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Erythropoietin in post-resuscitation neurological recovery: is there light at the end of the tunnel?


Studies show that erythropoietin, besides its critical role in hematopoiesis, provides neuroprotection in hypoxic-ischemic cerebral injury. Antiapoptotic, anti-inflammatory, angiogenetic, and neurotrophic properties of erythropoietin could increase indications, currently restricted to anemia in chronic renal failure and cancer, to hypoxic-ischemic cerebral insult.
In the adult and neonatal animal model of hypoxic-ischemic cerebral injury, erythropoietin significantly reduces infarct size with attenuation of brain damage, and preservation of cortical integrity. The first human study on the impact of erythropoietin in stroke victims showed that erythropoietin is safe and well tolerated at high doses, and associated with improved neurological outcome. Even with intravenous application, concentrations of erythropoietin in cerebrospinal fluid of these patients were many-fold higher than in non-treated patients.
In successfully resuscitated cardiac arrest victims overall neurological recovery remains poor despite improved cardiopulmonary resuscitation strategies. Post-resuscitation care needs further advances in order to improve final outcome. Through promotion of neuroangiogenesis, inhibition of hypoxia-induced apoptosis in neurons, and thus support of the survival of neurons in the ischemic brain, erythropoietin could be used to improve functional recovery of these patients. Nevertheless, optimal molecular forms of EPO, therapeutic doses, and treatment time window have to be determined in order to lower the incidence of adverse effects and still preserve neuroprotective properties.

Key words: cardiopulmonary resuscitation, erythropoietin, post-resuscitation period, hypoxia.


Optimal neurological recovery after successful cardiopulmonary resuscitation (CPR) is the most important aspect of post-resuscitation care because it directly affects the final outcome. Proper oxygenation, blood pressure control, normoglycemia and therapeutic hypothermia are established measures in immediate post-resuscitation care, which promote variable degrees of cerebral recovery. A brief period of cerebral hyperemia after return of spontaneous circulation (ROSC) (1) is followed by decreased brain perfusion. Unstable, post-resuscitation hemodynamics, together with the initial hypoxic-ischemic injury, lead to further neurological damage. Despite the increased incidence of ROSC and overall survival, poor functional recovery of successfully resuscitated cardiac arrest victims demands further research in the field of post-resuscitation care. Exogenous erythropoietin (EPO) has been shown to promote neuroprotection in hypoxic-ischemic cerebral insult by regulating neurogenesis, and preventing neuronal apoptosis (2-4). These protective properties of EPO, in ischemic brain damage, could benefit patients who have survived a cardiac arrest.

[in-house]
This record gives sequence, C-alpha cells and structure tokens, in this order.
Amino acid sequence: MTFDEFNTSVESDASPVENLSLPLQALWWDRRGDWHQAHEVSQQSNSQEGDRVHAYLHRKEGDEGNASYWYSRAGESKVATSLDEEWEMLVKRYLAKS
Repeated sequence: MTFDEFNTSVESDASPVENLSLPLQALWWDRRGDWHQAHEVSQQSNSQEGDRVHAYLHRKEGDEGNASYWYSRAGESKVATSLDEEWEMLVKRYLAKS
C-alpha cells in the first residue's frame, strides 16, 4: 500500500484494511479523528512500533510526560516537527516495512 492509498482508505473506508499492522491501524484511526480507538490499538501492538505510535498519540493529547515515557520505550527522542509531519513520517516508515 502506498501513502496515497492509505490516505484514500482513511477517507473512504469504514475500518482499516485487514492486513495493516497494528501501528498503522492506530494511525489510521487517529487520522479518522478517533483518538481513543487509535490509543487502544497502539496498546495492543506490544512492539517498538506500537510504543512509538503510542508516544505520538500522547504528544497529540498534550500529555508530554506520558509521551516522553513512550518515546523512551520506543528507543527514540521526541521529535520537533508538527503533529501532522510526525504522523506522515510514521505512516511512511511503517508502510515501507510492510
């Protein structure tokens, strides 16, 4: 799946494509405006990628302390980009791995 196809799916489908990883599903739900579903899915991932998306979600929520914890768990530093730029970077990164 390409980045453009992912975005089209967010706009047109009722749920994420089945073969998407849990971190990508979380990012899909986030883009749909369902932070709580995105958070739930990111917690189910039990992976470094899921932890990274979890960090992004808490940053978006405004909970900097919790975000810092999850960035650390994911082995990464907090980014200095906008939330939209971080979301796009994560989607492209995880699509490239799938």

Neuroprotective role of erythropoietin in cerebral ischemia

As nature proves, the simplest and yet the most important solutions lie in the capability of nature to renew itself from its own resources. EPO, a vital compound of erythroid differentiation, is also involved in non-hematopoietic tissue protective pathways with its antiapoptotic, anti-inflammatory, angiogenetic, and neurotrophic properties (5). The evidence shows that hypoxia increases production of EPO not only in kidneys, but also in brain, testis, liver, and spleen (6-8). In brain, EPO is highly expressed after neuropathological insult (6). Astrocytes produce EPO after its upregulation due to hypoxia, and neurons express EPO receptors (3,8). It has also been shown that after systemic administration, EPO promotes neuroprotection even in severe cerebral ischemia (9), enhances neurological recovery in traumatic brain and spinal cord injury (6,10-13), and prevents the loss of autoregulation of cerebral blood flow (14). This evidence of neuroprotection and restructuring of cerebral tissue after neuropathological insult could be the rationale for using EPO in clinical practice to limit neuronal damage (15).

Even though the blood-brain barrier prevents transport of systemic EPO into brain, hypoxic-ischemic brain conditions disrupt the blood-brain barrier, making brain cells accessible to intravenously administered EPO (16). There is an increasing body of evidence suggesting that EPO crosses the blood-brain barrier in human and animal models, after peripheral application (4,6,14,17-21). Usefulness of EPO as a therapeutic agent in hypoxic-ischemic cerebral conditions is thus based on its capability to cross the blood-brain barrier, upregulation of its expression in hypoxic conditions, neuroprotective and neurogenetic potential, and good clinical tolerance (14,20,22).